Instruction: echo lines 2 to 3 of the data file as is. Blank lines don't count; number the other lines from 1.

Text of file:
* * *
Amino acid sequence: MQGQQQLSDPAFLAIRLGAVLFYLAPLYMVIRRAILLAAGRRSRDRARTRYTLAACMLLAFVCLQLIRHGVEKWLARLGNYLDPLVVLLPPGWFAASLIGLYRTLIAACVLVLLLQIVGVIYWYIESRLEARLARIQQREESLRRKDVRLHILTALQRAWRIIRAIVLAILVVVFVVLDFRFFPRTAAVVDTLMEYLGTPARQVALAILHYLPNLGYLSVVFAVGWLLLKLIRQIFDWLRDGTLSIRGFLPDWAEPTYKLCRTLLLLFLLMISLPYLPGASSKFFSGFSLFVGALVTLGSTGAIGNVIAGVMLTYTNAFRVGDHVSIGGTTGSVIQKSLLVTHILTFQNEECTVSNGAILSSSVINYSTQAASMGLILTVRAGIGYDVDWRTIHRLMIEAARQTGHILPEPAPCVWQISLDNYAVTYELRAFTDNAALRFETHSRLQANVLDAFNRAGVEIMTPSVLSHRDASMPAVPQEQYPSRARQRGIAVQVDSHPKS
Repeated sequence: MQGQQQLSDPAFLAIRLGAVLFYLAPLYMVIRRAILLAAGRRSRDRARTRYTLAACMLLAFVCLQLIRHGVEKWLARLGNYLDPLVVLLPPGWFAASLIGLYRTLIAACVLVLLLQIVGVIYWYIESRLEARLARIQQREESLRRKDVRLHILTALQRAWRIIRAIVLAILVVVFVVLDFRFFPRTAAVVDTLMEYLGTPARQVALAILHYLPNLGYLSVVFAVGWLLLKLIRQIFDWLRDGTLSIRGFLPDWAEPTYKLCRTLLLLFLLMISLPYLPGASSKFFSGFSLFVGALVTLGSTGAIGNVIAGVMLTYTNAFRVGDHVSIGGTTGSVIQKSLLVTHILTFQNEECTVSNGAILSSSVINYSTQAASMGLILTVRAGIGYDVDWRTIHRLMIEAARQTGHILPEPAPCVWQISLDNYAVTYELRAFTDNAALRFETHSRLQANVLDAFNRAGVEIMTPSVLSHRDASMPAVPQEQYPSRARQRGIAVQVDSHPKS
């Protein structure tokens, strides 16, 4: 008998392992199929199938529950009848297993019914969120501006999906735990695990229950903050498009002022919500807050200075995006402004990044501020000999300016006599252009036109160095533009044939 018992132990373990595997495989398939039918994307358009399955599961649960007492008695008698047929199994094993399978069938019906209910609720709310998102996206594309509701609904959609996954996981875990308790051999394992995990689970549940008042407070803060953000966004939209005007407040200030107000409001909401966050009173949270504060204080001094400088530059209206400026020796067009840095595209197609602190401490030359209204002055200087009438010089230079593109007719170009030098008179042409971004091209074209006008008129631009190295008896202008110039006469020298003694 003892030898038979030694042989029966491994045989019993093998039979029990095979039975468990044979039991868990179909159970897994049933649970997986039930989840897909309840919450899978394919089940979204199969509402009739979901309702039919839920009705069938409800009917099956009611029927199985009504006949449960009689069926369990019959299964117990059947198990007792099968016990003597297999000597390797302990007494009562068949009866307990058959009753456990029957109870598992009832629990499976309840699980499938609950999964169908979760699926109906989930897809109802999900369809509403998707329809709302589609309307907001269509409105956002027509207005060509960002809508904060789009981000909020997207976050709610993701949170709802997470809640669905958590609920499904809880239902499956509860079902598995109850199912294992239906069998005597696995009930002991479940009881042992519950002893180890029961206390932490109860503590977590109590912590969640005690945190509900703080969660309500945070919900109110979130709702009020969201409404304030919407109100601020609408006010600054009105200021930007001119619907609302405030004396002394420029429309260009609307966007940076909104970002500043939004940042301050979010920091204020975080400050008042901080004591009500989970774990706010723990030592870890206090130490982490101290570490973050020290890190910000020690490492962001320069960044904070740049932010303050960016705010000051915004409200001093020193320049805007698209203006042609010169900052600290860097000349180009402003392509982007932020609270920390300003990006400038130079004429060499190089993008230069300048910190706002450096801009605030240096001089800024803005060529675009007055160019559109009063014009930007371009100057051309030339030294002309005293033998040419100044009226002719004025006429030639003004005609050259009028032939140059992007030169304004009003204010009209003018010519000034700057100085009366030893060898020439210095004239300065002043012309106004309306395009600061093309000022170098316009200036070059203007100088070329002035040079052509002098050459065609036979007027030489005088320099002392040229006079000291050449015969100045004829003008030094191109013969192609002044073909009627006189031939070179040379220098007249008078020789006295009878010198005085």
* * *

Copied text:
Repeated sequence: MQGQQQLSDPAFLAIRLGAVLFYLAPLYMVIRRAILLAAGRRSRDRARTRYTLAACMLLAFVCLQLIRHGVEKWLARLGNYLDPLVVLLPPGWFAASLIGLYRTLIAACVLVLLLQIVGVIYWYIESRLEARLARIQQREESLRRKDVRLHILTALQRAWRIIRAIVLAILVVVFVVLDFRFFPRTAAVVDTLMEYLGTPARQVALAILHYLPNLGYLSVVFAVGWLLLKLIRQIFDWLRDGTLSIRGFLPDWAEPTYKLCRTLLLLFLLMISLPYLPGASSKFFSGFSLFVGALVTLGSTGAIGNVIAGVMLTYTNAFRVGDHVSIGGTTGSVIQKSLLVTHILTFQNEECTVSNGAILSSSVINYSTQAASMGLILTVRAGIGYDVDWRTIHRLMIEAARQTGHILPEPAPCVWQISLDNYAVTYELRAFTDNAALRFETHSRLQANVLDAFNRAGVEIMTPSVLSHRDASMPAVPQEQYPSRARQRGIAVQVDSHPKS
């Protein structure tokens, strides 16, 4: 008998392992199929199938529950009848297993019914969120501006999906735990695990229950903050498009002022919500807050200075995006402004990044501020000999300016006599252009036109160095533009044939 018992132990373990595997495989398939039918994307358009399955599961649960007492008695008698047929199994094993399978069938019906209910609720709310998102996206594309509701609904959609996954996981875990308790051999394992995990689970549940008042407070803060953000966004939209005007407040200030107000409001909401966050009173949270504060204080001094400088530059209206400026020796067009840095595209197609602190401490030359209204002055200087009438010089230079593109007719170009030098008179042409971004091209074209006008008129631009190295008896202008110039006469020298003694 003892030898038979030694042989029966491994045989019993093998039979029990095979039975468990044979039991868990179909159970897994049933649970997986039930989840897909309840919450899978394919089940979204199969509402009739979901309702039919839920009705069938409800009917099956009611029927199985009504006949449960009689069926369990019959299964117990059947198990007792099968016990003597297999000597390797302990007494009562068949009866307990058959009753456990029957109870598992009832629990499976309840699980499938609950999964169908979760699926109906989930897809109802999900369809509403998707329809709302589609309307907001269509409105956002027509207005060509960002809508904060789009981000909020997207976050709610993701949170709802997470809640669905958590609920499904809880239902499956509860079902598995109850199912294992239906069998005597696995009930002991479940009881042992519950002893180890029961206390932490109860503590977590109590912590969640005690945190509900703080969660309500945070919900109110979130709702009020969201409404304030919407109100601020609408006010600054009105200021930007001119619907609302405030004396002394420029429309260009609307966007940076909104970002500043939004940042301050979010920091204020975080400050008042901080004591009500989970774990706010723990030592870890206090130490982490101290570490973050020290890190910000020690490492962001320069960044904070740049932010303050960016705010000051915004409200001093020193320049805007698209203006042609010169900052600290860097000349180009402003392509982007932020609270920390300003990006400038130079004429060499190089993008230069300048910190706002450096801009605030240096001089800024803005060529675009007055160019559109009063014009930007371009100057051309030339030294002309005293033998040419100044009226002719004025006429030639003004005609050259009028032939140059992007030169304004009003204010009209003018010519000034700057100085009366030893060898020439210095004239300065002043012309106004309306395009600061093309000022170098316009200036070059203007100088070329002035040079052509002098050459065609036979007027030489005088320099002392040229006079000291050449015969100045004829003008030094191109013969192609002044073909009627006189031939070179040379220098007249008078020789006295009878010198005085």